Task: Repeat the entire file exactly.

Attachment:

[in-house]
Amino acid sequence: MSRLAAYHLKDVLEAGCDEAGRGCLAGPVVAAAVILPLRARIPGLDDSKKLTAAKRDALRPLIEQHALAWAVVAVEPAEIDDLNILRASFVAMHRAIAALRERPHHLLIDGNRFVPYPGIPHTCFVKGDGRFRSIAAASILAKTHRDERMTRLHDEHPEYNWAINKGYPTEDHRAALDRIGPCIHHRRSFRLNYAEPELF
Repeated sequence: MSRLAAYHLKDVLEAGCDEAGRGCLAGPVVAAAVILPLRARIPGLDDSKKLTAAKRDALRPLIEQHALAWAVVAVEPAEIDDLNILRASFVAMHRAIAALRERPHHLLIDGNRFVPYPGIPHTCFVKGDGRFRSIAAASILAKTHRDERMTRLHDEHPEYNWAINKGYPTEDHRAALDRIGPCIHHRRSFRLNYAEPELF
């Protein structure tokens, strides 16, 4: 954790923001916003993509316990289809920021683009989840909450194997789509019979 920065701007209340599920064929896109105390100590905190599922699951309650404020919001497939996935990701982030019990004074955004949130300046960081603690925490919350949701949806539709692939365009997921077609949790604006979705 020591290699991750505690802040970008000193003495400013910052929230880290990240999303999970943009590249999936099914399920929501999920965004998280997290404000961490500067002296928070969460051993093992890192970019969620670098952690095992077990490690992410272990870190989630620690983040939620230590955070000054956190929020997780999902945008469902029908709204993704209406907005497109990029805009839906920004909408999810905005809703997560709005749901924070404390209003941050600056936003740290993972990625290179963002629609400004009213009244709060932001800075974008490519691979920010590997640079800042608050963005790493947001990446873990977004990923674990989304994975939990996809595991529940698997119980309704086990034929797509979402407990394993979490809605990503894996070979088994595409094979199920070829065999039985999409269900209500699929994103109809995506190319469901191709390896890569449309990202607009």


[in-house]
Amino acid sequence: MSRLAAYHLKDVLEAGCDEAGRGCLAGPVVAAAVILPLRARIPGLDDSKKLTAAKRDALRPLIEQHALAWAVVAVEPAEIDDLNILRASFVAMHRAIAALRERPHHLLIDGNRFVPYPGIPHTCFVKGDGRFRSIAAASILAKTHRDERMTRLHDEHPEYNWAINKGYPTEDHRAALDRIGPCIHHRRSFRLNYAEPELF
Repeated sequence: MSRLAAYHLKDVLEAGCDEAGRGCLAGPVVAAAVILPLRARIPGLDDSKKLTAAKRDALRPLIEQHALAWAVVAVEPAEIDDLNILRASFVAMHRAIAALRERPHHLLIDGNRFVPYPGIPHTCFVKGDGRFRSIAAASILAKTHRDERMTRLHDEHPEYNWAINKGYPTEDHRAALDRIGPCIHHRRSFRLNYAEPELF
């Protein structure tokens, strides 16, 4: 954790923001916003993509316990289809920021683009989840909450194997789509019979 920065701007209340599920064929896109105390100590905190599922699951309650404020919001497939996935990701982030019990004074955004949130300046960081603690925490919350949701949806539709692939365009997921077609949790604006979705 020591290699991750505690802040970008000193003495400013910052929230880290990240999303999970943009590249999936099914399920929501999920965004998280997290404000961490500067002296928070969460051993093992890192970019969620670098952690095992077990490690992410272990870190989630620690983040939620230590955070000054956190929020997780999902945008469902029908709204993704209406907005497109990029805009839906920004909408999810905005809703997560709005749901924070404390209003941050600056936003740290993972990625290179963002629609400004009213009244709060932001800075974008490519691979920010590997640079800042608050963005790493947001990446873990977004990923674990989304994975939990996809595991529940698997119980309704086990034929797509979402407990394993979490809605990503894996070979088994595409094979199920070829065999039985999409269900209500699929994103109809995506190319469901191709390896890569449309990202607009």